Get ready if you choose a Psychology degree

April '18

Written by Aimee Foster


“Wow you must be super smart!”

If there’s one thing that you should be prepared for when studying any kind of dual degree at university, it’s to expect to hear that exact phrase almost every time you tell someone what you are studying. Choosing to study a dual degree of Behavioural Science (Psychology) and Justice has not made me an exception to that rule. But it has proven to be a fantastic decision.

Before I had even started my degree, I already had people telling me to “drop out now,” that “no one makes it through the first year of psychology,” and you may have people telling you the same thing.

Unnerving, isn’t it?

I started questioning my decision and worrying that I had made the wrong choice, even though I had been wanting to study these two courses for as long as I could remember. But I hadn’t been wrong in wanting to study psychology or justice (or both!), and neither have you. So here is an insight into what you can expect should you choose to study this dual degree.


On the justice side of things, I’ve had the opportunity to study subjects such as forensic psychology, deviance, criminology and policing. In the future, I also get to choose from of a range of electives such as youth justice, death investigation, cybercrime and crime prevention. For justice studies, you focus a lot on real world examples of where justice has prevailed, and where it has well and truly failed.


As for psychology, I’ve studied things such as developmental psychology, social and organisational psychology, counselling techniques and understanding human behaviours. I will also have the chance to study the psychology of addiction, driving behaviours, human sexuality and health psychology. You will have a range of different units thrown at you, from looking at what makes people the way they are, and why they behave the way they do, to what parts of the brain control what. And, yes, you will have to study statistics.


The fact that psychology does have a mathematical element to it is something that caught me and a lot of other students off-guard. But don’t be alarmed, or turned off! I myself wasn’t too great at mathematics in high school, but I found that as long as I attended the tutorials and workshops for those units, and asked as many questions as was needed to fully understand the content, it was possible to survive the statistics hell. But then again, if you aced mathematics in high school and absolutely loved it – you’ll have a great time!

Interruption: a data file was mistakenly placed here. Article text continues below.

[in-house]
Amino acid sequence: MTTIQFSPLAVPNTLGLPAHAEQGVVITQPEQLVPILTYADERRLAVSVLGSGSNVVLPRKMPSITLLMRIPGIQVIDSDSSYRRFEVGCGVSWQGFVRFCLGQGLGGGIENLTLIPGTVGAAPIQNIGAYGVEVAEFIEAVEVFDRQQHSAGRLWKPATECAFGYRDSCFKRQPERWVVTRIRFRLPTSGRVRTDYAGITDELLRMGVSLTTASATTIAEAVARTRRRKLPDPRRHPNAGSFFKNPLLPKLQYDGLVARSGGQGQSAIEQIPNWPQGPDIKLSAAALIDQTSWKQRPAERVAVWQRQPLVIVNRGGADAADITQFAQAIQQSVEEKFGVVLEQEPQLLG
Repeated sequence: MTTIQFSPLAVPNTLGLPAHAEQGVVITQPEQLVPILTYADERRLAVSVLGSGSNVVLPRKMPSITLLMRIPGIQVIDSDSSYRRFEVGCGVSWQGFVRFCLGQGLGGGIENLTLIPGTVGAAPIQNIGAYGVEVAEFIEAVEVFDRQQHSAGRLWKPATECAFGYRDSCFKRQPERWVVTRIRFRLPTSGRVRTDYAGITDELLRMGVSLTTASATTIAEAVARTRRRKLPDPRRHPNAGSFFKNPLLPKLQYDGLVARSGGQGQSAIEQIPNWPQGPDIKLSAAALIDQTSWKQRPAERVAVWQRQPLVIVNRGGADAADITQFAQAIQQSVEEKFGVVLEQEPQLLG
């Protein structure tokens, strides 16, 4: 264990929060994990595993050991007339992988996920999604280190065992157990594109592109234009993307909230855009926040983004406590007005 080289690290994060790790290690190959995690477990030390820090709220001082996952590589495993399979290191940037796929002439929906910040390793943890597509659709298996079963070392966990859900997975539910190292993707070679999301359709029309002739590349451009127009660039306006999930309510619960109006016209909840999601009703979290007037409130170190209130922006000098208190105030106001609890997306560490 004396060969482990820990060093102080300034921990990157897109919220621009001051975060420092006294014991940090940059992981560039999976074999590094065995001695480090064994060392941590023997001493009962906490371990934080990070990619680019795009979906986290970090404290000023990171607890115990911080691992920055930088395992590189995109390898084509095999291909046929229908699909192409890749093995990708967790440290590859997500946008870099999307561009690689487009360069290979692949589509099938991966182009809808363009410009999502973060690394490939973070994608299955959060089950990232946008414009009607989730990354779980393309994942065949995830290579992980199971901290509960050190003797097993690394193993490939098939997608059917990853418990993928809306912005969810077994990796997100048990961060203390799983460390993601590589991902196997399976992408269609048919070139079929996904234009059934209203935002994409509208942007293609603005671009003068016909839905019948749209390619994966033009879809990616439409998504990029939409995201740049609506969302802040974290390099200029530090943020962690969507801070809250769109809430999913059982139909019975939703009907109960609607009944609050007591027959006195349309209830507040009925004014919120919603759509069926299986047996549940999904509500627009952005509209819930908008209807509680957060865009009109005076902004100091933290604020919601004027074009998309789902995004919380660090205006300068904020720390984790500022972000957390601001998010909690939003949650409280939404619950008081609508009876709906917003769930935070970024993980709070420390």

This leads me to my ultimate piece of advice which I am sure is applicable to all university degrees – go to the tutorials/workshops/practicals! Universities do not create these classes just to waste your time, I promise. Not only does attendance in these classes sometimes count towards your final grade (seriously, it can be an easy 20% for just showing up), but you can gain so much from being there in person. These classes are where you find the answers to those burning questions you’ve got, where you can really get a grasp on the subject content if you’re struggling to understand what on earth is going on. Plus, you might even get a few sneaky tips on assessments. I cannot stress enough the benefits that can come from attending these classes, especially for psychology.

Something that I did find a bit of a letdown in doing this dual degree (at least through the Queensland University of Technology), is that you’re unable to start tailoring the degree to suit your interests until third year. But even though this means that you must battle your way for two years through some subjects for which you have a grand total of 0% interest in, it does have one benefit: it makes you take those subjects that you never would have considered taking, but end up thoroughly enjoying. And yes, I am talking from personal experience here.

What I also found unexpectedly enjoyable is how frequently the content of these two different courses come together and support each other. Quite often I will be in a justice class, and the lecturer will begin talking about the psychology of the offender. I found that I had an edge in these situations, as my psychology classes had provided me with a foundation for understanding some of the content in my justice subjects.

Another insight for this dual degree is regarding textbooks. Be prepared – textbooks are expensive, especially for psychology. Something that I wish I had realised much earlier on in my degree is the beauty of purchasing second hand textbooks instead of buying them brand new. There are websites dedicated to providing a place for people to buy and sell second hand textbooks, and most universities have their own second hand textbook Facebook pages. So, hunt around for the $30 second hand version before spending $180 on that one textbook that you will only end up opening twice.

Overall, the combination of psychology and justice into the one degree is not only interesting, but useful for when you graduate and are finally thrown into the real world. The psychology field is extremely competitive, so having that justice counterpart as a kind of safety-net is very reassuring. So good luck, study hard, and enjoy!

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